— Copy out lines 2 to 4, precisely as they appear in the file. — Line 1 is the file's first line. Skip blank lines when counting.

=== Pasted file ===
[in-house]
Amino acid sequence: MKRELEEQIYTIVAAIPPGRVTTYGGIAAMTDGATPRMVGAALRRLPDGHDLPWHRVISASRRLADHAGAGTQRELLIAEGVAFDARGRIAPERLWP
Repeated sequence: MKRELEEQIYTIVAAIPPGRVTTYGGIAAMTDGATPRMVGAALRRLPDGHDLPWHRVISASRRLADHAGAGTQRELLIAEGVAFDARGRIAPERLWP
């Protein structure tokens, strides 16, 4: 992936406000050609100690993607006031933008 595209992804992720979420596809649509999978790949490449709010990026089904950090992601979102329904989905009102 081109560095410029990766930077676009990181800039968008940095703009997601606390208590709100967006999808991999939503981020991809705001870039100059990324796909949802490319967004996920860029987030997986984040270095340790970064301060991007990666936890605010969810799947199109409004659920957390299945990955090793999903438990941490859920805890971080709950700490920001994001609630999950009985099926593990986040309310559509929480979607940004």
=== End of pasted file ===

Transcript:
Amino acid sequence: MKRELEEQIYTIVAAIPPGRVTTYGGIAAMTDGATPRMVGAALRRLPDGHDLPWHRVISASRRLADHAGAGTQRELLIAEGVAFDARGRIAPERLWP
Repeated sequence: MKRELEEQIYTIVAAIPPGRVTTYGGIAAMTDGATPRMVGAALRRLPDGHDLPWHRVISASRRLADHAGAGTQRELLIAEGVAFDARGRIAPERLWP
């Protein structure tokens, strides 16, 4: 992936406000050609100690993607006031933008 595209992804992720979420596809649509999978790949490449709010990026089904950090992601979102329904989905009102 081109560095410029990766930077676009990181800039968008940095703009997601606390208590709100967006999808991999939503981020991809705001870039100059990324796909949802490319967004996920860029987030997986984040270095340790970064301060991007990666936890605010969810799947199109409004659920957390299945990955090793999903438990941490859920805890971080709950700490920001994001609630999950009985099926593990986040309310559509929480979607940004």